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Monday, 19 March, 2001, 00:02 GMT
Saliva protein 'may save lives'
Incubator
Protein may help premature babies
A protein found in human saliva may help to save the lives of many critically ill patients, say researchers.

In laboratory tests the protein, epidermal growth factor (EGF), has been shown to reduce the tissue damage associated with multi-organ failure.

Scientists from the Hammersmith Hospital, London, believe it could also help premature babies in their fight for life.

Multi-organ failure is a life-threatening condition that usually occurs as a result of major burns, trauma or infection.

We hope that EGF could be used to save many lives across the world

Professor Ray Playford, Hammersmith Hospital
It kills around four out of five victims. There is currently no effective treatment.

The precise causes of the condition are unclear. However, contributory factors include oxygen deprivation, infection and uncontrolled inflammatory responses to injury.

EGF is produced by the salivary glands and the small intestine.

It stimulates division and repair of the cells in the digestive tract.

The Hammersmith team, lead by Professor Ray Playford, has previously shown that EGF can help protect the liver from chemical poisoning.

Organ failure simulated

In their latest study, they simulated multi-organ failure in the laboratory, using a chemical called thioacetamide.

EGF reduced inflammation and cell damage significantly - although exactly how it works remains unclear.

Professor Playford believes that patients identified as being at risk could be given EGF to prevent multi-organ failure occurring.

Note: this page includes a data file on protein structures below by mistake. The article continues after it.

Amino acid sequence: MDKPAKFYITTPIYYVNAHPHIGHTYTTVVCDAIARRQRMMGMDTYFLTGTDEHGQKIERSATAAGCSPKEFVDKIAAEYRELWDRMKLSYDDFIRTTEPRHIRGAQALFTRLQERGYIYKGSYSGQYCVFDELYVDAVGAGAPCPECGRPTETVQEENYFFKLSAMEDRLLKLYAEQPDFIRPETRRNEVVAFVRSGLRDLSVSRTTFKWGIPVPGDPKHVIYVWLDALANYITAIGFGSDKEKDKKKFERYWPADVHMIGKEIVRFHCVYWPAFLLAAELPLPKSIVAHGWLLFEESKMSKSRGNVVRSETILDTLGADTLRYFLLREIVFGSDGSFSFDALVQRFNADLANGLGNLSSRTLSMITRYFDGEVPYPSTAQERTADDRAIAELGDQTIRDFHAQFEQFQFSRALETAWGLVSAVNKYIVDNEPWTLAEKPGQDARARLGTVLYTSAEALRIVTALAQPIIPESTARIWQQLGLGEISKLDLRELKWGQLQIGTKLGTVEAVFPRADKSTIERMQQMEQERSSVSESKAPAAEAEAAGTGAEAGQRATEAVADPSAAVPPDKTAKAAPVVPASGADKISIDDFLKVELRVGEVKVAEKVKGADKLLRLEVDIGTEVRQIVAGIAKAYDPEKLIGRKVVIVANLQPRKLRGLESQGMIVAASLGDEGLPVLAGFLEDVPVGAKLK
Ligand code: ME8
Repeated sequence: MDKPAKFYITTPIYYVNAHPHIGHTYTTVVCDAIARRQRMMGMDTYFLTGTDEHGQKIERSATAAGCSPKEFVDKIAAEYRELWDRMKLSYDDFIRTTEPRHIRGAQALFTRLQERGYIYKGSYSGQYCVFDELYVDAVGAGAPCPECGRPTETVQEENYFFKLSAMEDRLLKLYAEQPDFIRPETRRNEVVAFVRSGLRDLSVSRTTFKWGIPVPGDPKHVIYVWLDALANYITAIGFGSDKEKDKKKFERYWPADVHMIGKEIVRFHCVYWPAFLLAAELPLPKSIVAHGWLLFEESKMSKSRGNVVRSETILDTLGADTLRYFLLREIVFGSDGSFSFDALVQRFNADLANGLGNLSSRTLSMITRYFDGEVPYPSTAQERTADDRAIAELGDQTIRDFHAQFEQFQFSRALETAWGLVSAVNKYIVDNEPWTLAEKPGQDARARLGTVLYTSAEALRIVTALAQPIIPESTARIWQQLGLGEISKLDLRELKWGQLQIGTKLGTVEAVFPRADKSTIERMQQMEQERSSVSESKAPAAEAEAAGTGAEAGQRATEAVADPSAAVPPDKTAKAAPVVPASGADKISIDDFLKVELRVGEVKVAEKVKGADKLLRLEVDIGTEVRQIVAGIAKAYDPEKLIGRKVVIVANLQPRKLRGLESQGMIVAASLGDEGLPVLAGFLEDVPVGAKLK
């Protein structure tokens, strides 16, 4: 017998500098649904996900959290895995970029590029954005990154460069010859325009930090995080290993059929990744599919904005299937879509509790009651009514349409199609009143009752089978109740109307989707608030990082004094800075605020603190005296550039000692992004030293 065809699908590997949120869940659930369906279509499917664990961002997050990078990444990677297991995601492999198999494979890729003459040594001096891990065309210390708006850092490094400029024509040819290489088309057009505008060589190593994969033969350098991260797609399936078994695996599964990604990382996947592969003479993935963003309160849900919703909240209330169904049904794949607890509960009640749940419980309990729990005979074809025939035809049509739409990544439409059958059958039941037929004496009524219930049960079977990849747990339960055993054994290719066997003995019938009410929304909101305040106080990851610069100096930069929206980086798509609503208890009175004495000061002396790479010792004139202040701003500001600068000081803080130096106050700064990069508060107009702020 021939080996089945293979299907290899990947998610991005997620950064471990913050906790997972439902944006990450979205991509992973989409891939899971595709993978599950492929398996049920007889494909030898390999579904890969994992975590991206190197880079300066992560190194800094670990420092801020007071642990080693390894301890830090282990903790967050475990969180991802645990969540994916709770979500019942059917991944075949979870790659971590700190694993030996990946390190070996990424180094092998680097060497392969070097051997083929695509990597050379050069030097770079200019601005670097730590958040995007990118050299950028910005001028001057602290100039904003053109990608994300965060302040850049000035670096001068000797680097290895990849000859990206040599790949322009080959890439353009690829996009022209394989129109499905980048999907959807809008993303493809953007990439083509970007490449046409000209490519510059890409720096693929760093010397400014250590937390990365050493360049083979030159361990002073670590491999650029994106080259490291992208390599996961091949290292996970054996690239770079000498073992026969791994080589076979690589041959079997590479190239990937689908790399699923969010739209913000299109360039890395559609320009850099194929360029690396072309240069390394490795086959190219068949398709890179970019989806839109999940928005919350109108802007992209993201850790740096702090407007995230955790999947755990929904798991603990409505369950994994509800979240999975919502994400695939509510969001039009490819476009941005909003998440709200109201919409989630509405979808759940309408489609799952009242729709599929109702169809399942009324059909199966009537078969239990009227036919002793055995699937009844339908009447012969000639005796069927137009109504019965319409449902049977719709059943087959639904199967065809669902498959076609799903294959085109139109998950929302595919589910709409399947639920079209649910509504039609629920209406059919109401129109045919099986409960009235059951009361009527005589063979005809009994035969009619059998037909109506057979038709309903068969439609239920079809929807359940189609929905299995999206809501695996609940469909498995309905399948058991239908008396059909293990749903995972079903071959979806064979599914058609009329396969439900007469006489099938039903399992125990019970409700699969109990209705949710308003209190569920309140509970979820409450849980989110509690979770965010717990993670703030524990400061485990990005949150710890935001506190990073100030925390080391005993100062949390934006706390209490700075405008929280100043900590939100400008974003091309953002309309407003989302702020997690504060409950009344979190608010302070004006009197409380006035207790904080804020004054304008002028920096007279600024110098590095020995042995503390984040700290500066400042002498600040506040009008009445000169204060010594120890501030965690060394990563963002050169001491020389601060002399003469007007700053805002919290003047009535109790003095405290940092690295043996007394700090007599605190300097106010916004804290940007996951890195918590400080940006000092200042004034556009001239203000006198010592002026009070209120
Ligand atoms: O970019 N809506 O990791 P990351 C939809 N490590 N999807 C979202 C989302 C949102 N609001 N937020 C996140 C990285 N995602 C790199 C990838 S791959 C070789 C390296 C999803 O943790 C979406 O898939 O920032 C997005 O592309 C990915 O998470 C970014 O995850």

The Hammersmith team is now investigating how the protein may help very premature babies suffering from an ulcerating bowel.

Many of these babies are born with under-developed intestines and struggle to digest any of the vital food they need to keep them alive.

The researchers believe that EGF could help treat this disease by encouraging normal development of the baby's stomach and intestine and stopping the life-threatening ulcers from occurring.

Use of the protein has already produced promising results in trials.

Professor Playford said: "Our findings offer a novel solution in the battle to help these very vulnerable adults and babies.

"Our early studies using a chemical that induces multi-organ failure have been successful and we are now taking these findings on to further, complex models and clinical trials.

"Eventually we hope that EGF could be used to save many lives across the world."

Professor Robert Winston, director of research and development at Hammersmith Hospital, said: "Many people die every year in the UK as a result of multi-organ failure and there are dozens of babies who never have the chance of life because they are so premature.

"This work is a major advance in finding a treatment for these devastating conditions."

See also:

19 May 00 | Health
20 Jul 00 | Health
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